Press relations are one of the most important tools at the disposal of community groups today. The news media reaches audiences that are beyond the range of traditional grassroots organizing techniques.
Corporations and government agencies know this and act accordingly. They employ highly-paid professional press relations officers. These are usually well-trained journalists who have been enlisted to `work the other side of the street' because of their knowledge of the business and contacts in it.
Few community groups can afford the services of professional media officers. They must therefore enlist and train their own. Although most groups understand the importance of press relations, they too often assign press liaison tasks to officers who have other duties, which are often perceived as being more important. So long as the development of media work is left at the bottom of the community group's list of priorities, its full public potential will remain unexploited.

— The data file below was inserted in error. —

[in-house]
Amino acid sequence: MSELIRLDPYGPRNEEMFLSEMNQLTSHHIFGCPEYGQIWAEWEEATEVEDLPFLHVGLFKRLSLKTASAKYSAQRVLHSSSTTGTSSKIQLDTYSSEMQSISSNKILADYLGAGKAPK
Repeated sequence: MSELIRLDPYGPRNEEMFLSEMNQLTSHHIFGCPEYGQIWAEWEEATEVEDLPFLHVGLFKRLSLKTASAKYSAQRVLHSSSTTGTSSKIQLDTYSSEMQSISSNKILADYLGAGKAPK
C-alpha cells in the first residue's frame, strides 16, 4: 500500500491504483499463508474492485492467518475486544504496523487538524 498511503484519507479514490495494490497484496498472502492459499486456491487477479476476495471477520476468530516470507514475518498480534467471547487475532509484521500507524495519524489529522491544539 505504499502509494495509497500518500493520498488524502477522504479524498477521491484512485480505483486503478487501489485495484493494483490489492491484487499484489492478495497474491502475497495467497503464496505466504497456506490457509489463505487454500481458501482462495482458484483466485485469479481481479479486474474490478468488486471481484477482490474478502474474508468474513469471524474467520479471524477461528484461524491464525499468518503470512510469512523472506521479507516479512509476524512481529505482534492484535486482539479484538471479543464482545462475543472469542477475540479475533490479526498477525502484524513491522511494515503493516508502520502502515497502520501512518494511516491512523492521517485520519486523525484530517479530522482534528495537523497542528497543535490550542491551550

This manual is designed as an aid to novice media officers for public interest groups. It is by no means an all-encompassing guide to the field, but it will impart a basic understanding of the tasks associated with the job.
The question of how your group intends to use this guide has been left open. The reasons for, and the nature of the press relations you wish to establish, should be defined by each organization to address its particular set of needs.